The deepest crises experienced by any society are those moments of change when the story becomes inadequate for meeting the survival demands of a present situation.
Thomas Berry (“Earth Scholar”)
Crucial to further developing a culture of peace is the telling of a new story about humanity and the earth. The old story, beloved by governments and too many journalists and teachers, is that the world is a dangerous place, that war has always been with us, is inevitable, in our genes, and good for the economy, that preparing for war ensures peace, that it’s impossible to end war, that the global economy is a dog-eat-dog competition and if you don’t win you lose, that resources are scarce and if you want to live well you must grab them, often by force, and that nature is simply a mine of raw materials. This story is a fatalistic self-fulfilling deterministic outlook that claims to be realism but is in fact defeatist pessimism.
In the old story, history is presented as little more than a succession of wars. As peace educator Darren Reiley puts it:
The assumption that war is a natural and necessary force of human progress is deeply ingrained and continues to be reinforced by the way we teach history. In the US, the content standards for teaching American History go like this: “Cause and consequences of the American Revolutionary War, the War of 1812, the Civil War, World War I, the Great Depression (and how World War II ended it), Civil Rights , war, war, war.” Taught this way, war becomes the unquestioned driver of social change, but it is an assumption that needs to be challenged, or students will take it for the truth.
All the cooperative endeavors of humanity, the long periods of peace, the existence of peaceful societies, the development of conflict resolution skills, the remarkable stories of successful nonviolence, are all ignored in the traditional recounting of the past that can only be described as “warist.” Fortunately, historians from the Council on Peace Research in History and others have begun revising this view, bringing to light the reality of peace in our history.
There is a new story, backed up by science and experience. In fact, war is a relatively recent social invention. We humans have been around for over 100,000 years but there is little evidence for warfare, and certainly interstate warfare, going back much more than 6,000 years, very few known earlier instances of war back 12,000 years, and none earlier.note2 For 95 percent of our history we were without war, indicating that war is not genetic, but cultural. Even during the worst period of wars we have seen, the 20th century, there was far more interstate peace in the human community than war. For example, the U.S. fought Germany for six years but was at peace with her for ninety-four, with Australia for over a hundred years, with Canada for well over that, and never at war with Brazil, Norway, France, Poland, Burma, etc. Most people live at peace most of the time. In fact, we are living in the midst of a developing global peace system.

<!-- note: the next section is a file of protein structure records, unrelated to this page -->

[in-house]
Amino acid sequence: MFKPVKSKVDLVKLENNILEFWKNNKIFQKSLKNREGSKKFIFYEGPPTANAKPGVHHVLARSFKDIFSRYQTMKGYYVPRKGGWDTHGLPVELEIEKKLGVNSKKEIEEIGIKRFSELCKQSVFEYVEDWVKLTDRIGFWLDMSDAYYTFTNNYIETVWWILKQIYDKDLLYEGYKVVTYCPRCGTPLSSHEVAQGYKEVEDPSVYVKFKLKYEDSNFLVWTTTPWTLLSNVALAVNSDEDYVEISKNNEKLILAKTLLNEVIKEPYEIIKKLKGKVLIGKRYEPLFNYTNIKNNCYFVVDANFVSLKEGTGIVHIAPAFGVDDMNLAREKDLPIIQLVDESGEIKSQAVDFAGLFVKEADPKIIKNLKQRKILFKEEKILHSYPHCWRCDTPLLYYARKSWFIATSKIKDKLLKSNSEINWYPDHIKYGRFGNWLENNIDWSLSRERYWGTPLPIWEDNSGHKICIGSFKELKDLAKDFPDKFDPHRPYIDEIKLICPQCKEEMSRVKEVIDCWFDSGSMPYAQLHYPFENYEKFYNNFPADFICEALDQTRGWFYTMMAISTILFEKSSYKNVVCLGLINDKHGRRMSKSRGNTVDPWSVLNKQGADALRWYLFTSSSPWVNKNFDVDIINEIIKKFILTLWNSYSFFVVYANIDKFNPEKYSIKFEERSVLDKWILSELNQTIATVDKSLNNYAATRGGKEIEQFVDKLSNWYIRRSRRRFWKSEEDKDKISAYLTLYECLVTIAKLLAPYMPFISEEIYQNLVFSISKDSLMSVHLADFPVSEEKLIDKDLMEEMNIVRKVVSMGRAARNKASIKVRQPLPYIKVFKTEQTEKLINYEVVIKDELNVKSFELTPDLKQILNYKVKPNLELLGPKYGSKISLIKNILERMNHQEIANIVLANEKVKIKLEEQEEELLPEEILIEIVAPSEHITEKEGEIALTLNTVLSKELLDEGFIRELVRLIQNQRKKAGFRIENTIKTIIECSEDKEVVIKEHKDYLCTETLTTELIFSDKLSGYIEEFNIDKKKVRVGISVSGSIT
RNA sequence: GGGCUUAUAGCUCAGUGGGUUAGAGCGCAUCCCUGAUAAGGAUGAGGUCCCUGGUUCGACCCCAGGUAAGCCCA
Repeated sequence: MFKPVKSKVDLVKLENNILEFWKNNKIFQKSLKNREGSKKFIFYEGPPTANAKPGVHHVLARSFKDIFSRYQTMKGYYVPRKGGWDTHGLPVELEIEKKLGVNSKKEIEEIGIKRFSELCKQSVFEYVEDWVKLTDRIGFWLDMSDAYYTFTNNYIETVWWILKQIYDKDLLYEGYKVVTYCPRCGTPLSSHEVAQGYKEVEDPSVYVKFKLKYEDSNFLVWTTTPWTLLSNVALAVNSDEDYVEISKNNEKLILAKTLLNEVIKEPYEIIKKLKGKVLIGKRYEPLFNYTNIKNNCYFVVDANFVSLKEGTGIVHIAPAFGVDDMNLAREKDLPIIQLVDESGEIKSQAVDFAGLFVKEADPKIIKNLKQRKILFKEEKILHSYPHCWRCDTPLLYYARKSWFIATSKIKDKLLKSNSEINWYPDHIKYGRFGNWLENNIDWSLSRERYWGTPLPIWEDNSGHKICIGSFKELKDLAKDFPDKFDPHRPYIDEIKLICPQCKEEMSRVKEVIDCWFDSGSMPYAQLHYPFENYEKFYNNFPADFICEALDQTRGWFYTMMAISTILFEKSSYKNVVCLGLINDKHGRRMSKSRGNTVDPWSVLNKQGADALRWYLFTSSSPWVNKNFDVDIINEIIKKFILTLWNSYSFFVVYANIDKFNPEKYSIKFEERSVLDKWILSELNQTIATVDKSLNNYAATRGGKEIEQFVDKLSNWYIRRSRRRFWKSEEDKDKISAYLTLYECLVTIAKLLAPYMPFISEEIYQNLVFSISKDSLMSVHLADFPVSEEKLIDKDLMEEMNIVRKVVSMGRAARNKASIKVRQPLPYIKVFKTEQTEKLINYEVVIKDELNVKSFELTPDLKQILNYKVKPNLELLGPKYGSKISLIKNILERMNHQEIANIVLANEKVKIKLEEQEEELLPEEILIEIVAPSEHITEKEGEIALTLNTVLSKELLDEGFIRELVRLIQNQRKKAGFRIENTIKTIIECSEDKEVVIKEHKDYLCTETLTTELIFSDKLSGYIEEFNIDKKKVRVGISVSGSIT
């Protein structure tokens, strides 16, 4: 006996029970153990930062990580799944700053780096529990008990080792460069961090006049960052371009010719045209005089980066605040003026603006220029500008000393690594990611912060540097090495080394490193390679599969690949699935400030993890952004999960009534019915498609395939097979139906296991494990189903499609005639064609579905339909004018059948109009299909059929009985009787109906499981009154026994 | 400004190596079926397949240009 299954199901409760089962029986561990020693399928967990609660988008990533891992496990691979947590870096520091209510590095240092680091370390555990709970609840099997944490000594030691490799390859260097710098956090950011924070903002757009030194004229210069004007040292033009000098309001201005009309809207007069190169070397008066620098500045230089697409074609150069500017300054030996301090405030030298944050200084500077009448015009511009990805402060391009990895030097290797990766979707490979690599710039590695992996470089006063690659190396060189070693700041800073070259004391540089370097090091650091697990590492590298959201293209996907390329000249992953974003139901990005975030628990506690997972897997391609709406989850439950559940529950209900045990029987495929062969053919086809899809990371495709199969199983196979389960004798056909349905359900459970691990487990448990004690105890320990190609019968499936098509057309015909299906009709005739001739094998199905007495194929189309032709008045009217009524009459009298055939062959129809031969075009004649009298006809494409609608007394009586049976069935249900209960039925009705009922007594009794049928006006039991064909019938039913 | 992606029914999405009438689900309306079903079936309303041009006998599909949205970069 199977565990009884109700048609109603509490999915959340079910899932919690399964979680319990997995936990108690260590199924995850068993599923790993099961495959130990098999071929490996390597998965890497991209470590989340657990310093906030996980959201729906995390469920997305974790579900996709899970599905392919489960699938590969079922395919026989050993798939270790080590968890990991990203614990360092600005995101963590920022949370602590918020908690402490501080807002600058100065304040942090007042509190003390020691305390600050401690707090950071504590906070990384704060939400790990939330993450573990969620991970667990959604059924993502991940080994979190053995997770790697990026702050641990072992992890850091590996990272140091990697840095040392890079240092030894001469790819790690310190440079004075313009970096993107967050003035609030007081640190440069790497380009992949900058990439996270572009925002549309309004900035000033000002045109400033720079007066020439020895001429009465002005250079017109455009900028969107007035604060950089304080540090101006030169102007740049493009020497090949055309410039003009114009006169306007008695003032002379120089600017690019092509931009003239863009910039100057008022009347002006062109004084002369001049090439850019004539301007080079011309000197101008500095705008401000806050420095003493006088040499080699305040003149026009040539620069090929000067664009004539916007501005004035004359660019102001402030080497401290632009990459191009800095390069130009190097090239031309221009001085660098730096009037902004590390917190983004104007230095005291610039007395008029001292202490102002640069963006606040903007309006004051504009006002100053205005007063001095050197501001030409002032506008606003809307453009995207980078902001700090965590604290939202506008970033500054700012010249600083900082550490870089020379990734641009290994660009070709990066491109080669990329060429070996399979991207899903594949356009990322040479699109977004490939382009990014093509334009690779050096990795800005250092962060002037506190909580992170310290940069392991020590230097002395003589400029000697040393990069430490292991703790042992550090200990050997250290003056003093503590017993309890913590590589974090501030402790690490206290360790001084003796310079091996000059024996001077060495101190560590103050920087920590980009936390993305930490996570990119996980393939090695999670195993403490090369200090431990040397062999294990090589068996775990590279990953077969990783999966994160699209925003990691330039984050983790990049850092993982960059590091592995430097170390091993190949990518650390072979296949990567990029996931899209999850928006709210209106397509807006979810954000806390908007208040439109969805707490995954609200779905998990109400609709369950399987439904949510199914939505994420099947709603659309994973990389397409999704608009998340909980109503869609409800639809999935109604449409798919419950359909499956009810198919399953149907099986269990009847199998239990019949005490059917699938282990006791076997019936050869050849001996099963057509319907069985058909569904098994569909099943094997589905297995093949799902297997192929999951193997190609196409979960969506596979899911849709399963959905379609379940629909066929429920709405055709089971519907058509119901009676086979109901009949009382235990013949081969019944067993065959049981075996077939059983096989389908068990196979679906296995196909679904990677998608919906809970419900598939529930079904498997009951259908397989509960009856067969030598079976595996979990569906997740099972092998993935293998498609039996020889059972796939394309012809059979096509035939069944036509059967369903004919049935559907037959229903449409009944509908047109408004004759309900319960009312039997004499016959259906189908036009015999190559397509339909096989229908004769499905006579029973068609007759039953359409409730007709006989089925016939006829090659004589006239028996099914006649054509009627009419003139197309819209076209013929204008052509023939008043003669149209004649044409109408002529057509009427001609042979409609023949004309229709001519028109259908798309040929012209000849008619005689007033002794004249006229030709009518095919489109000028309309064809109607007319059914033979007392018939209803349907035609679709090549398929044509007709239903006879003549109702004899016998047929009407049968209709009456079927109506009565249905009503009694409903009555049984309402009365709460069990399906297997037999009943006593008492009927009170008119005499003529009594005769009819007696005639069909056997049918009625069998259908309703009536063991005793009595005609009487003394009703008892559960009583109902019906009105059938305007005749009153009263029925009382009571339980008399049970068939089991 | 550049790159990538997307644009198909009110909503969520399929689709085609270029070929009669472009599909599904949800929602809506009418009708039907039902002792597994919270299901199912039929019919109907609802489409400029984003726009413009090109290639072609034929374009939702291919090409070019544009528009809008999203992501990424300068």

The old story defined the human experience in terms of materialism, greed, and violence in a world where individuals and groups are alienated from one another and from nature. The new story is a story of belonging, of cooperative relationships. Some have called it the story of a developing “partnership society.” It is the story of an emerging realization that we are a single species –humanity — living in a generous web of life that provides all we need for life. We are partnered with one another and with the earth for life. What enriches life is not mere material goods, although a minimum is surely necessary—but rather meaningful work and relationships based on trust and mutual service. Acting together we have the power to create our own destiny. We are not doomed to failure.
The Metta Center on Nonviolence holds four propositions that help define the new story.
• We cannot be fulfilled by an indefinite consumption of things, but by a potentially infinite expansion of our relationships.
• We can never injure others without injuring ourselves . . . .
• Security does not come from . . . defeating “enemies”; it can only come from . . . turning enemies into friends.note3
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2. There is not one single authoritative source providing evidence for the birth of warfare. Numerous archeological and anthropological studies provide ranges from 12,000 to 6,000 year or less. It would go beyond the scope of this report to enter the debate. A good overview of selected sources is provided by John Horgan in The End of War (2012). (return to main article)
3. http://mettacenter.org/about/mission/ (return to main article)